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Photo courtesy of mintfoods.com.au

One of the joys, arguably the principal joy, of staying at a B&B is the breakfast part of the equation. We almost always seek out small B&B’s when we travel. Sometimes the decor is plain, sometimes fussy, the beds sometimes too small or not terribly comfortable. We almost always find a level of cleanliness Expatriate could only hope to emulate in her own home. And of course, the best part: breakfast! In Germany and Austria the array of cold sliced meats and cheeses is mouth-watering. In England the FEB (full English breakfast) with fried tomatoes, mushrooms and cold toast in that silly toast-holder is a good reason to get up early.

If you visit Liguria I encourage you to stay at a B&B if that is your preference (and I can even supply the names of a few superb ones), but I must warn you, don’t come anticipating a full cooked breakfast. It’s not that the hosts are lazy or unimaginative; they are simply not permitted to serve anything other than packaged foods for breakfast.  Isn’t that crazy?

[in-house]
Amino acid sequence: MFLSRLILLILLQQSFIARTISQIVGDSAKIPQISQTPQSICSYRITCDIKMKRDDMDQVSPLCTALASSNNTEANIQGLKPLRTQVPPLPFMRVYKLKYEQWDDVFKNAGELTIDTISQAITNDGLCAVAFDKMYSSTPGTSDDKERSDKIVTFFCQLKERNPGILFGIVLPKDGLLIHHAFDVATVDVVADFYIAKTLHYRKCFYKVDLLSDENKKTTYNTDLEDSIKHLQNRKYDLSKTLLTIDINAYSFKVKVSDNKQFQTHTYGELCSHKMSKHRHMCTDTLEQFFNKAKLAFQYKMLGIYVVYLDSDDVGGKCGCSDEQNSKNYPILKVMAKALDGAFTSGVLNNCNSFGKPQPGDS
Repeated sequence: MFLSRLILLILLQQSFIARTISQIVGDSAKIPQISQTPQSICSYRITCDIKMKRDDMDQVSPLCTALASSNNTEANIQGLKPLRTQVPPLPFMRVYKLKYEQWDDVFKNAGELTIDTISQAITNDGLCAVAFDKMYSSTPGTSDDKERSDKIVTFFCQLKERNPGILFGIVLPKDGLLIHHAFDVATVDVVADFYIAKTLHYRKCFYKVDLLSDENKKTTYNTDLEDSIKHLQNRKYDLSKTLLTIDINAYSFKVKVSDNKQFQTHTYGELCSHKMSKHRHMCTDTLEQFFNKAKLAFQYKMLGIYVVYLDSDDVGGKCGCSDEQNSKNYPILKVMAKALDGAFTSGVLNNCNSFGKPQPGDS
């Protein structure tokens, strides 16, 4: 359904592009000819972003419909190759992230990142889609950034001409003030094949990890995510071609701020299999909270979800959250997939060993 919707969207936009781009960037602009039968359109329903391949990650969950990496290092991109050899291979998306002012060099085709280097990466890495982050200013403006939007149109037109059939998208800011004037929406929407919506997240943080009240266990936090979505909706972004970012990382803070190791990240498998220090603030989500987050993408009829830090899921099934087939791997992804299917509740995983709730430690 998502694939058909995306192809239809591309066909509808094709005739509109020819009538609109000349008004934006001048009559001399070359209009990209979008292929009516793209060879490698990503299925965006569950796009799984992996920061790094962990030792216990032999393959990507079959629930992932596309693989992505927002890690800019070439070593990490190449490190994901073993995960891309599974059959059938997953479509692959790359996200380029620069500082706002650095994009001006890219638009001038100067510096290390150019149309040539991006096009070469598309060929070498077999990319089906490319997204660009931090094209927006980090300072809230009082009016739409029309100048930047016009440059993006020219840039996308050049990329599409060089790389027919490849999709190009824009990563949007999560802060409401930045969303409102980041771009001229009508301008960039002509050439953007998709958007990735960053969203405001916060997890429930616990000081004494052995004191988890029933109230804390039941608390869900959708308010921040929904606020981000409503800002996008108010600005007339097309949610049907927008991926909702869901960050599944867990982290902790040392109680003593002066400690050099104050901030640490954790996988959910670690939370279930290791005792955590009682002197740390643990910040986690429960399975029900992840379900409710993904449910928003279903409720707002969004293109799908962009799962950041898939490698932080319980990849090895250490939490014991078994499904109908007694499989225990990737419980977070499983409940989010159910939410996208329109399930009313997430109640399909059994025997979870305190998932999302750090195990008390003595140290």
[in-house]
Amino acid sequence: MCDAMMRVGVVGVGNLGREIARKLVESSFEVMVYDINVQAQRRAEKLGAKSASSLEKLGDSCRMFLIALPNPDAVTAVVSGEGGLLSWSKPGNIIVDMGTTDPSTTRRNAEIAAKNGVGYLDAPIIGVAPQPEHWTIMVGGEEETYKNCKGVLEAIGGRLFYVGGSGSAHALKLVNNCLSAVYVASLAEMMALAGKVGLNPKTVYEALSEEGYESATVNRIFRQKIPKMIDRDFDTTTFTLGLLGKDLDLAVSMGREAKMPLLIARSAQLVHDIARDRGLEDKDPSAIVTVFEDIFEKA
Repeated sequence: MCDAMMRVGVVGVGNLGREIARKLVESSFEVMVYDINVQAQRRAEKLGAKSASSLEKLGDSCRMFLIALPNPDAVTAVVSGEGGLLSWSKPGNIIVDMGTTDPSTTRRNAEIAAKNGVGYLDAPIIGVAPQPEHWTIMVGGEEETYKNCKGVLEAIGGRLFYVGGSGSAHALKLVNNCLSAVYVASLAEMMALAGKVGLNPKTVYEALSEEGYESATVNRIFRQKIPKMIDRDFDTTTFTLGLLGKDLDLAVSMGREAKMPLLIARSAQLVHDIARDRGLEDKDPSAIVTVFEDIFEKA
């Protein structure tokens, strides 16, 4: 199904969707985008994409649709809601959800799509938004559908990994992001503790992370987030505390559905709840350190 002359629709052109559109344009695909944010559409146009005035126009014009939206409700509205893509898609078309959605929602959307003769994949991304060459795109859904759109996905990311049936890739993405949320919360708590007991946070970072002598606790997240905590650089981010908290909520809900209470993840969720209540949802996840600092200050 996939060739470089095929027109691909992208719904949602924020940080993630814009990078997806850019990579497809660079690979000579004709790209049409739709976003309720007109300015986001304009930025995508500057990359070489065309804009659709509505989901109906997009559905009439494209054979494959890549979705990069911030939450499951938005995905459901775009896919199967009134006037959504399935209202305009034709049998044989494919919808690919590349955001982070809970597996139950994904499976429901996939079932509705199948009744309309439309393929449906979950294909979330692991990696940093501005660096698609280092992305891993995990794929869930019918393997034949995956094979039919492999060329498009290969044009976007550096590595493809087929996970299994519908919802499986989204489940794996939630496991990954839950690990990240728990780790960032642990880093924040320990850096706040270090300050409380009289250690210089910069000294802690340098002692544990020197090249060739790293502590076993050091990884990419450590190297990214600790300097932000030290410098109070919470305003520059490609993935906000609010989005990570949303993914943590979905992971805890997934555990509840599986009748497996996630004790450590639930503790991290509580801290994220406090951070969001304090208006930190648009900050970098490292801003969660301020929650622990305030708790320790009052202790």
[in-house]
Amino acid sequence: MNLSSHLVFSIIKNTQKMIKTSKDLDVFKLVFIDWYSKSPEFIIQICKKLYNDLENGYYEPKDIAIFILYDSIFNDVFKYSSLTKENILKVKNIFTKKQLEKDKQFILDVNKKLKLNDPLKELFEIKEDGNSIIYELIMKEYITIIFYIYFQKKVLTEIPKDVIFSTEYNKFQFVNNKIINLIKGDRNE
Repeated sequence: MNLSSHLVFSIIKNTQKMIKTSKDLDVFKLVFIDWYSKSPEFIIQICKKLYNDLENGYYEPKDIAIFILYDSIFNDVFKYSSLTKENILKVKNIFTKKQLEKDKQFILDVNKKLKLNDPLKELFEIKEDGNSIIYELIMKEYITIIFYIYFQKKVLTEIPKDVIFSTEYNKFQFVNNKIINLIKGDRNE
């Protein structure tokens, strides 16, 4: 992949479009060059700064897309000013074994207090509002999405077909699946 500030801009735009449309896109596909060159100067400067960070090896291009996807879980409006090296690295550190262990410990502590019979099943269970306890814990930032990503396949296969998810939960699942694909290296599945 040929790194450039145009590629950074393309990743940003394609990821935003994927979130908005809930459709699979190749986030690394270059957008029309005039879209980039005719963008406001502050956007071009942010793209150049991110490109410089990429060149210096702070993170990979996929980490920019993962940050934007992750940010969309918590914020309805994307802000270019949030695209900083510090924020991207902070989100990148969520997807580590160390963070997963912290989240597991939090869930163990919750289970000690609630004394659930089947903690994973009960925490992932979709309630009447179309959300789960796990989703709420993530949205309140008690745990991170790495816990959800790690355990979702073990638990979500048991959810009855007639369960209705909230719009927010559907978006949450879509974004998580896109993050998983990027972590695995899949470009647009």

There’s a good reason for this sorry state of affairs.  B&B’s are regulated on the regional level in Italy, and there is no inspecting agency to check hygiene and food preparation standards at B&B’s in Liguria.  It’s hard to believe there is a place in Italy where the bureaucracy has declined to put out another tendril, but so it is.  So to protect guests the Ligurian regulations decree that only packaged food can be served.  Ick.  Some (not all) other provinces have such an inspecting agency – and that’s why you can get a ‘real’ breakfast in, say, Tuscany.

So the next time you’re at a B&B and you wonder why your highly anticipated breakfast has turned out to be only buns in a plastic bag, some cookies in a plastic sleeve, cereal in a small box and that’s it… it’s possible that those are the only available permitted foods.  Who knew?

I asked the friend who explained all this to me if eggs were allowed – after all, they come in their own rather elegant packaging.  But one would have to eat the egg raw since cooking is not permitted, and that carries its own risks.  Besides, no self-respecting Italian would eat, or serve, an egg for breakfast. Benvenuto a Rapallo and enjoy your cereal!